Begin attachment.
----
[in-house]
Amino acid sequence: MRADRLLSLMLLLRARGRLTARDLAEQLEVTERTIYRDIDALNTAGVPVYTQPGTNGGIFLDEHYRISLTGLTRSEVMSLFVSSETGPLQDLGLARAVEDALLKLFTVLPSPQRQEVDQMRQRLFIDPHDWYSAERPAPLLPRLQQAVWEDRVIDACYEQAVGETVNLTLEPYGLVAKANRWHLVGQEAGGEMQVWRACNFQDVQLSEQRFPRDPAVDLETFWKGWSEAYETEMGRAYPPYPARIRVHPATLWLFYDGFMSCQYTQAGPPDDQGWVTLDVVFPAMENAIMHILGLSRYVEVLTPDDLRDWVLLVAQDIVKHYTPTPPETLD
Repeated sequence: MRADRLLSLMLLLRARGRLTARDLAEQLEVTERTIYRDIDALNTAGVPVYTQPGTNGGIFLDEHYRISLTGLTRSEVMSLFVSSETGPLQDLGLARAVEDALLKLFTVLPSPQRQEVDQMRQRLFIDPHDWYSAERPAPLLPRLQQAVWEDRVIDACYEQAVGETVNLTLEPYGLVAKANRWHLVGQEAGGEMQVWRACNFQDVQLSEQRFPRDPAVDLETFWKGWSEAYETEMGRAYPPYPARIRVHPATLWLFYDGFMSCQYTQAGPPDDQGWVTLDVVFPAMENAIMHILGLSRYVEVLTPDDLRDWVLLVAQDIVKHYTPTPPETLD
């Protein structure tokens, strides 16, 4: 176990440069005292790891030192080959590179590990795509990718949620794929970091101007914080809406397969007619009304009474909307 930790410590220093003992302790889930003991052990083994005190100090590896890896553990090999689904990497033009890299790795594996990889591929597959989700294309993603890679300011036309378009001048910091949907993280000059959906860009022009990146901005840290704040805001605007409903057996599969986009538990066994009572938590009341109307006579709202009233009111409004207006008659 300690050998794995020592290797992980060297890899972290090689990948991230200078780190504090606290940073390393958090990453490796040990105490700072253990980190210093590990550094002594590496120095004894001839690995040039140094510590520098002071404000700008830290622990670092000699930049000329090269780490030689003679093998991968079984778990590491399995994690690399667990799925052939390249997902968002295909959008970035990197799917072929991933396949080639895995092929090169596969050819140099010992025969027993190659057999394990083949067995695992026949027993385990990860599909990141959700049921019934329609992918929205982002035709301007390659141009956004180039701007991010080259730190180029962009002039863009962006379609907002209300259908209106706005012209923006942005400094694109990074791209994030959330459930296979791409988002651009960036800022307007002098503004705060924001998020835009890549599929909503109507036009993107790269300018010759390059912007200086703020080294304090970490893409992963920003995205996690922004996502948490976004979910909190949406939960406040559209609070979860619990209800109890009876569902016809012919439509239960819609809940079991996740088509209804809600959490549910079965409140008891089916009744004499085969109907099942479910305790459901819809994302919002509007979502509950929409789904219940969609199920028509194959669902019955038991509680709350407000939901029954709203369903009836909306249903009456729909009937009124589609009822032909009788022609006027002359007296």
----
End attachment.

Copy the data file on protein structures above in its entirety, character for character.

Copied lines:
[in-house]
Amino acid sequence: MRADRLLSLMLLLRARGRLTARDLAEQLEVTERTIYRDIDALNTAGVPVYTQPGTNGGIFLDEHYRISLTGLTRSEVMSLFVSSETGPLQDLGLARAVEDALLKLFTVLPSPQRQEVDQMRQRLFIDPHDWYSAERPAPLLPRLQQAVWEDRVIDACYEQAVGETVNLTLEPYGLVAKANRWHLVGQEAGGEMQVWRACNFQDVQLSEQRFPRDPAVDLETFWKGWSEAYETEMGRAYPPYPARIRVHPATLWLFYDGFMSCQYTQAGPPDDQGWVTLDVVFPAMENAIMHILGLSRYVEVLTPDDLRDWVLLVAQDIVKHYTPTPPETLD
Repeated sequence: MRADRLLSLMLLLRARGRLTARDLAEQLEVTERTIYRDIDALNTAGVPVYTQPGTNGGIFLDEHYRISLTGLTRSEVMSLFVSSETGPLQDLGLARAVEDALLKLFTVLPSPQRQEVDQMRQRLFIDPHDWYSAERPAPLLPRLQQAVWEDRVIDACYEQAVGETVNLTLEPYGLVAKANRWHLVGQEAGGEMQVWRACNFQDVQLSEQRFPRDPAVDLETFWKGWSEAYETEMGRAYPPYPARIRVHPATLWLFYDGFMSCQYTQAGPPDDQGWVTLDVVFPAMENAIMHILGLSRYVEVLTPDDLRDWVLLVAQDIVKHYTPTPPETLD
């Protein structure tokens, strides 16, 4: 176990440069005292790891030192080959590179590990795509990718949620794929970091101007914080809406397969007619009304009474909307 930790410590220093003992302790889930003991052990083994005190100090590896890896553990090999689904990497033009890299790795594996990889591929597959989700294309993603890679300011036309378009001048910091949907993280000059959906860009022009990146901005840290704040805001605007409903057996599969986009538990066994009572938590009341109307006579709202009233009111409004207006008659 300690050998794995020592290797992980060297890899972290090689990948991230200078780190504090606290940073390393958090990453490796040990105490700072253990980190210093590990550094002594590496120095004894001839690995040039140094510590520098002071404000700008830290622990670092000699930049000329090269780490030689003679093998991968079984778990590491399995994690690399667990799925052939390249997902968002295909959008970035990197799917072929991933396949080639895995092929090169596969050819140099010992025969027993190659057999394990083949067995695992026949027993385990990860599909990141959700049921019934329609992918929205982002035709301007390659141009956004180039701007991010080259730190180029962009002039863009962006379609907002209300259908209106706005012209923006942005400094694109990074791209994030959330459930296979791409988002651009960036800022307007002098503004705060924001998020835009890549599929909503109507036009993107790269300018010759390059912007200086703020080294304090970490893409992963920003995205996690922004996502948490976004979910909190949406939960406040559209609070979860619990209800109890009876569902016809012919439509239960819609809940079991996740088509209804809600959490549910079965409140008891089916009744004499085969109907099942479910305790459901819809994302919002509007979502509950929409789904219940969609199920028509194959669902019955038991509680709350407000939901029954709203369903009836909306249903009456729909009937009124589609009822032909009788022609006027002359007296």